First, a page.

blindness in tropical nations. So, Merck is not responsible for this blindness, but they are
preventing it as part of social responsibility.
3- To do good (Volunteer and charitable work) and make the society a better place. Some
argue that the responsibility to do any donation or charity work is not an obligation nor
a duty. However, others argue that businesses have an obligation to support good causes
and to do good.
 Philanthropic model of CSR
- Business have no strict obligation to contribute to social causes, but it would be good if they
do so. Just like how individuals don’t have an obligation to do volunteering work, business
don’t have to contribute to social causes.
- However, businesses should be encouraged to do charitable work that contributes to the
society, beyond legal and economic restrictions. This approach is common in small, locally
owned businesses where the owners highly contribute to the small community they are
operating in.
- Some businesses do charitable work for the following reasons:
 It brings the firm good public relations.
 It provides a helpful tax deduction.
 It builds good-will and/or a good reputation within the community.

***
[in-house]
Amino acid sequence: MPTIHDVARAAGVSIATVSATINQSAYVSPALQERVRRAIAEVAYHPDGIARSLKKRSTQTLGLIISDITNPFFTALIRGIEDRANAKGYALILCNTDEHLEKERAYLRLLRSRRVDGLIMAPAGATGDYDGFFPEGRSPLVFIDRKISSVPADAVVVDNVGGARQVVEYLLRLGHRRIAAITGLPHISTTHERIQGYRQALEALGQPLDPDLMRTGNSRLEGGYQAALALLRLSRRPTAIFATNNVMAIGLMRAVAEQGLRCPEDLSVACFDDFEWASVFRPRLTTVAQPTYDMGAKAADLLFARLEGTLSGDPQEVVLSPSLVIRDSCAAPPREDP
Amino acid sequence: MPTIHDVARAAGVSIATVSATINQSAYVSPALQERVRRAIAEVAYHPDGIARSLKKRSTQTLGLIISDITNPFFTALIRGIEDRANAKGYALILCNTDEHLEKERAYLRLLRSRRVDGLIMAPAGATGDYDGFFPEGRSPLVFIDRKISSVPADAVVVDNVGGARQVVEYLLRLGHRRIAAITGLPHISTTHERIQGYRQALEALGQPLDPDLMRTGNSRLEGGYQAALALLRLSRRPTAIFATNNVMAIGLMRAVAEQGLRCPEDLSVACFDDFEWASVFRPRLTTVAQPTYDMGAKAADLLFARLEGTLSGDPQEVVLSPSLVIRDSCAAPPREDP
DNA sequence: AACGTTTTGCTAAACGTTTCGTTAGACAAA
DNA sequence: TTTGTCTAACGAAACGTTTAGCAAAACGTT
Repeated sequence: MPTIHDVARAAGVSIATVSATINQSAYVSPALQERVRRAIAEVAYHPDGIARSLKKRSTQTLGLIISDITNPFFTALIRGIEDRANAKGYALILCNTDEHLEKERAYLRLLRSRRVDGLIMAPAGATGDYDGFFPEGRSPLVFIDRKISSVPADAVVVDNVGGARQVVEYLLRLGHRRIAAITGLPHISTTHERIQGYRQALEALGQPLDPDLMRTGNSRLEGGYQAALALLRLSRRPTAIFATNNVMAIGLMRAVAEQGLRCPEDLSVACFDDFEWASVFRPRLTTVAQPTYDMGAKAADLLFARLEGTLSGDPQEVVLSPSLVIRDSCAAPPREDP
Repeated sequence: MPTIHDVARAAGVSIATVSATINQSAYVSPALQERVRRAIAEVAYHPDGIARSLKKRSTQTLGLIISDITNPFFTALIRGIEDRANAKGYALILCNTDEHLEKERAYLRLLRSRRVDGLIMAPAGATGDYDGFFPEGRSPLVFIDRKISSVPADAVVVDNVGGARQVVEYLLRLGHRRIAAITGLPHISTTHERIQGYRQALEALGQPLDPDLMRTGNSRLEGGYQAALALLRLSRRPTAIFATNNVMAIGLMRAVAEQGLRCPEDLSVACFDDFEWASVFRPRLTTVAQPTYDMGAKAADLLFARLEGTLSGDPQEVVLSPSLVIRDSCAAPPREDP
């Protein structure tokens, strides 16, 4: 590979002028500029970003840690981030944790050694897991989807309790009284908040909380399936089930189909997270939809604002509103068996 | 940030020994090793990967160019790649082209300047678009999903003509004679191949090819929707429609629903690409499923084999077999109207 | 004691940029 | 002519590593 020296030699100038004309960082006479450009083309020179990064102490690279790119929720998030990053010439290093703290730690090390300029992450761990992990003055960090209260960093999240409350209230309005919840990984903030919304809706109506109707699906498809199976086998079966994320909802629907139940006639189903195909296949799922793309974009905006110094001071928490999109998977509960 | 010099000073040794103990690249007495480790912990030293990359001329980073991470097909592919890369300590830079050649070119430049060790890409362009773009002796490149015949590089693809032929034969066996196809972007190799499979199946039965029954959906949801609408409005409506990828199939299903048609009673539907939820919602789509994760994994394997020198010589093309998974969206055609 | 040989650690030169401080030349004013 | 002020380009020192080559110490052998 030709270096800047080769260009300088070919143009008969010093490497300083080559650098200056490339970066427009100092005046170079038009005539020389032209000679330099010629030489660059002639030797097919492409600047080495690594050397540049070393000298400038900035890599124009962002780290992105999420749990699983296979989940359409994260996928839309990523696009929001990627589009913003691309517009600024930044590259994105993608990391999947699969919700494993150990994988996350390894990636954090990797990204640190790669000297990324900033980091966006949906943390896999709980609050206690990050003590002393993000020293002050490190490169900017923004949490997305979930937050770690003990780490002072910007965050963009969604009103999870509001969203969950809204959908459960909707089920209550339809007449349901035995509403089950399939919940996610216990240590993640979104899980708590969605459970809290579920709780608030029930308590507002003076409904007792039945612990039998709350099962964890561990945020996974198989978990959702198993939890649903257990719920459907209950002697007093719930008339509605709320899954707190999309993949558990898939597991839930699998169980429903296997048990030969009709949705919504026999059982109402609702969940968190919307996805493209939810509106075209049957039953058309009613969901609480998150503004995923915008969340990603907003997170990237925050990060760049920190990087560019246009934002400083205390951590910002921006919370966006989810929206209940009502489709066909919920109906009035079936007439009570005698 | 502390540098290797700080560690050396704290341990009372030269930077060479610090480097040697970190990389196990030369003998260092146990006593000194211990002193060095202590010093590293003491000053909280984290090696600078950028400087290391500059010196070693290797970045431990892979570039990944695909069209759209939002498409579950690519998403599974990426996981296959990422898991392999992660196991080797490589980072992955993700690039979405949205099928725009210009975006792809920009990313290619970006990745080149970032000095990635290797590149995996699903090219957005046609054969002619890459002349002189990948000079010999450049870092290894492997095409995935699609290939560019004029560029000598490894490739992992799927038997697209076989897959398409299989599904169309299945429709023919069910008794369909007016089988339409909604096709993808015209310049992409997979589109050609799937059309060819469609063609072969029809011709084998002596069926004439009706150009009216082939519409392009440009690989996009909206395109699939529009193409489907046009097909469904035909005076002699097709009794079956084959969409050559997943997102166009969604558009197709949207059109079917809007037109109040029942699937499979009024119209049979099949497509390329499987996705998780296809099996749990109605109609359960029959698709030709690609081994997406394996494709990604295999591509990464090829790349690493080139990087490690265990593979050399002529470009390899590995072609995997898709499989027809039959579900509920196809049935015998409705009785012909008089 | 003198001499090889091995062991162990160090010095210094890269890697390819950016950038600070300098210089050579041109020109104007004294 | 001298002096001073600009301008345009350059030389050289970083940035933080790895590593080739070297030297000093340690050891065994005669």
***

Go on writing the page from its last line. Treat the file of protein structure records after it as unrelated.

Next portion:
- In few cases, firms contribute to charity anonymously, corporate support for the social
causes is not done for potential business benefits, but instead because the business
manager or owner decides that it is simply a good and right thing to do.
- From the perspective of the narrow view of CSR (economic), only philanthropy done for
reputational reasons and financial ends (tax reduction) is ethically responsible.
- However, from the perspective of the philanthropic model, philanthropy done for financial
reasons is not fully ethical and not truly an act of social responsibility.
 Social web model of CSR
- It views business as a citizen of the society in which it operates and, like all members of a
society, business must conform to the normal ethical duties and obligations that we all face.
So basically, they have an obligation to do go to the society they are operating in since they
are citizens of this society.
- beyond the economic model’s duty to obey the law, business has an equally important
ethical duty to respect:
 human rights. Respecting human rights is called “moral minimum”. Just like how it is
good for businesses to prevent harm and to do good, they also must respect heir
duty to their stakeholders. However, their duty for their stockholder owners
overrides the philanthropic views of preventing harm and doing good.
 Employees and their rights. Such as the right to be in a healthy and safe
environment, right to privacy, and the right to due process.
 Consumers. Such as, providing customers or consumers with truthful products and
ads, even if it is not specified by law.
- The most important example in the social web model of CSR is the STAKEHOLDER THEORY:
 Starts off with recognizing that every business decision affects a wide variety of